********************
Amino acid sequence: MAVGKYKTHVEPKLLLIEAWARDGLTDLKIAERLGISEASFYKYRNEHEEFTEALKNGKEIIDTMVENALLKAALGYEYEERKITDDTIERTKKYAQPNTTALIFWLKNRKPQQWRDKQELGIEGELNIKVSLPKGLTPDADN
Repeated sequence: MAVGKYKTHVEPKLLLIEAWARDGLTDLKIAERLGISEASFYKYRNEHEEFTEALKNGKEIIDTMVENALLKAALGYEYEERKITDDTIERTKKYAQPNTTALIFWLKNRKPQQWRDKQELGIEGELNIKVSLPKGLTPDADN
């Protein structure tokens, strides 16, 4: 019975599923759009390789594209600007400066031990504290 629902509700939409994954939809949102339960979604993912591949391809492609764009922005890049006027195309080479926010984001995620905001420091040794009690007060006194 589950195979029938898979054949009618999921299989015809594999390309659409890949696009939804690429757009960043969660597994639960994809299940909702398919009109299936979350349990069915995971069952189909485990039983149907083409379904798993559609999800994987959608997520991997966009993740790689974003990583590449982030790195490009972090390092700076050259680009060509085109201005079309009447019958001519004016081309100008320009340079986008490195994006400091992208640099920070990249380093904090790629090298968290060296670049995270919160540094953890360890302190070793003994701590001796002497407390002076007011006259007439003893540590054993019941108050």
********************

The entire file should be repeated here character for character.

Amino acid sequence: MAVGKYKTHVEPKLLLIEAWARDGLTDLKIAERLGISEASFYKYRNEHEEFTEALKNGKEIIDTMVENALLKAALGYEYEERKITDDTIERTKKYAQPNTTALIFWLKNRKPQQWRDKQELGIEGELNIKVSLPKGLTPDADN
Repeated sequence: MAVGKYKTHVEPKLLLIEAWARDGLTDLKIAERLGISEASFYKYRNEHEEFTEALKNGKEIIDTMVENALLKAALGYEYEERKITDDTIERTKKYAQPNTTALIFWLKNRKPQQWRDKQELGIEGELNIKVSLPKGLTPDADN
């Protein structure tokens, strides 16, 4: 019975599923759009390789594209600007400066031990504290 629902509700939409994954939809949102339960979604993912591949391809492609764009922005890049006027195309080479926010984001995620905001420091040794009690007060006194 589950195979029938898979054949009618999921299989015809594999390309659409890949696009939804690429757009960043969660597994639960994809299940909702398919009109299936979350349990069915995971069952189909485990039983149907083409379904798993559609999800994987959608997520991997966009993740790689974003990583590449982030790195490009972090390092700076050259680009060509085109201005079309009447019958001519004016081309100008320009340079986008490195994006400091992208640099920070990249380093904090790629090298968290060296670049995270919160540094953890360890302190070793003994701590001796002497407390002076007011006259007439003893540590054993019941108050």